Triggered seismicity remains one of the main geomechanics hazards that affect safety in deep mining. Mobilization or propagation of existing faults can potentially release large amounts of seismic energy that in turn may trigger rockbursts and falls of ground, threatening worker safety and generating production delays. Current modeling approaches, typically based on stress analyses, do not fully succeed in capturing such seismically triggered mechanisms as the main seismic event location may be beyond the volume of rock affected by the mining induced stress perturbation. However, the displacement field generated by the excavation process may explain the triggering of far-field seismicity. Deeper understanding of the mining-induced deformation field is the motivation for the development of mine-scale deformation monitoring techniques. Innovative deformation sensors developed for structural monitoring based on fibre optic technology allows distributed measurement of strain at high spatial sampling rates over large distances. This paper presents the results of the testing of one of these systems in an active mining context. The system selected is based on Brillouin Optical Time Domain Analyses (BOTDA) and allows for a spatial resolution of 10 cm. It has been tested in the laboratory and installed in five boreholes piercing through an actively mined, 25 m thick, 1000 m deep, sill pillar. Benchmarking of the system against extensometer results was successful in a qualitative manner. The high spatial resolution of the fibre optic system brings valuable additional insights to rock mass deformation processes.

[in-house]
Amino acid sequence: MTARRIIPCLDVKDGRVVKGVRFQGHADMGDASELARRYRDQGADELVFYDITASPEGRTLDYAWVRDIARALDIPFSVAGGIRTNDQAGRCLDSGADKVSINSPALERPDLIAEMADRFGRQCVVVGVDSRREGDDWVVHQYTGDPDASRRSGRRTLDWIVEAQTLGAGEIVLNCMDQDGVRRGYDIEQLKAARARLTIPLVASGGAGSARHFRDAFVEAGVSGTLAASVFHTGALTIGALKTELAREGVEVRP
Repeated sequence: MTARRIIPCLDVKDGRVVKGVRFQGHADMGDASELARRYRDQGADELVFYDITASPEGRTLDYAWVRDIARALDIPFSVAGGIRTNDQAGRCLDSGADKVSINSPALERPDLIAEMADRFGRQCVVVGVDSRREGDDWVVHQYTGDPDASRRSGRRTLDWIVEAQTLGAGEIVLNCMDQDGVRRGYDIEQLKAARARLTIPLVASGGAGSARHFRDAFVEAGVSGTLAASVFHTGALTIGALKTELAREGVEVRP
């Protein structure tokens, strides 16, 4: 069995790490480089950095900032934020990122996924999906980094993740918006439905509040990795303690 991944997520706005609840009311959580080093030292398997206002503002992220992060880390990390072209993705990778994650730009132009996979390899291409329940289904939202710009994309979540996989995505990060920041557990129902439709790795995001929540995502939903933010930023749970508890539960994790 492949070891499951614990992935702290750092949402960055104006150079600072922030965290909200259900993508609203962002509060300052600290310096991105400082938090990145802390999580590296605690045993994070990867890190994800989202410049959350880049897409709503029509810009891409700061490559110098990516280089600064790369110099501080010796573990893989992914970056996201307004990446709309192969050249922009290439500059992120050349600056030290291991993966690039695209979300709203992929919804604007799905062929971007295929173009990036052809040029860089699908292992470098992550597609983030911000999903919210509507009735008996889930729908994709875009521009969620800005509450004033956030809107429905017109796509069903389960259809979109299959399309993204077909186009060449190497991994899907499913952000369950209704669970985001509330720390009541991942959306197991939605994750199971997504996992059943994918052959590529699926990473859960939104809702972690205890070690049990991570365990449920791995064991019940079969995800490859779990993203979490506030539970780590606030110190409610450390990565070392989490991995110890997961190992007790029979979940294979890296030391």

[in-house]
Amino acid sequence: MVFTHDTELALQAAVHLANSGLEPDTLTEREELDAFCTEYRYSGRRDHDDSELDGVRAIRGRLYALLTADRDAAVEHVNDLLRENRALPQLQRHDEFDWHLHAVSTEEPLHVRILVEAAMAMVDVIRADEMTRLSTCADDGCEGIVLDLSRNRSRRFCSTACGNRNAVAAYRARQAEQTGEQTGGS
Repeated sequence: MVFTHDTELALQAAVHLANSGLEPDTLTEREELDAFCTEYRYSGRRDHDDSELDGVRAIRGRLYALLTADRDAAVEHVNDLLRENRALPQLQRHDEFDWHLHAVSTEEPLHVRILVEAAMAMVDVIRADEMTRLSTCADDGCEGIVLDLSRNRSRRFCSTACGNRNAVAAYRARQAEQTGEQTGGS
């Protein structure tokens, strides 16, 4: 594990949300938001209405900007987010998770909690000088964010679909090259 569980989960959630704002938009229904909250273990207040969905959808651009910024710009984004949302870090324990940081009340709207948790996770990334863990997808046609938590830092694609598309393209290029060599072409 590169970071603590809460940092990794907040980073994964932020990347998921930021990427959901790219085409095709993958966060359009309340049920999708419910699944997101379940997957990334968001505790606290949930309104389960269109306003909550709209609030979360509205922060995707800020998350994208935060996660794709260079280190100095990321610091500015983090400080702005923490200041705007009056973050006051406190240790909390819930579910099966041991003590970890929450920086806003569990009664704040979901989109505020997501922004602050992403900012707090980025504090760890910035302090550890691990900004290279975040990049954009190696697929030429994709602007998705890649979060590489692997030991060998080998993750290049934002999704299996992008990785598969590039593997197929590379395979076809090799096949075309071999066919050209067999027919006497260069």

Currently, the single monitoring systems with high spatial and temporal resolution that are deployed in deep underground mines are seismicity and microseismicity monitoring systems. However, much of the rock mass deformation and failure process occurs occurs without generating measurable micro-seismicity. Thus, microseismic emissions can account for only a tiny portion of the total energy balance (Das and Zoback, 2011).

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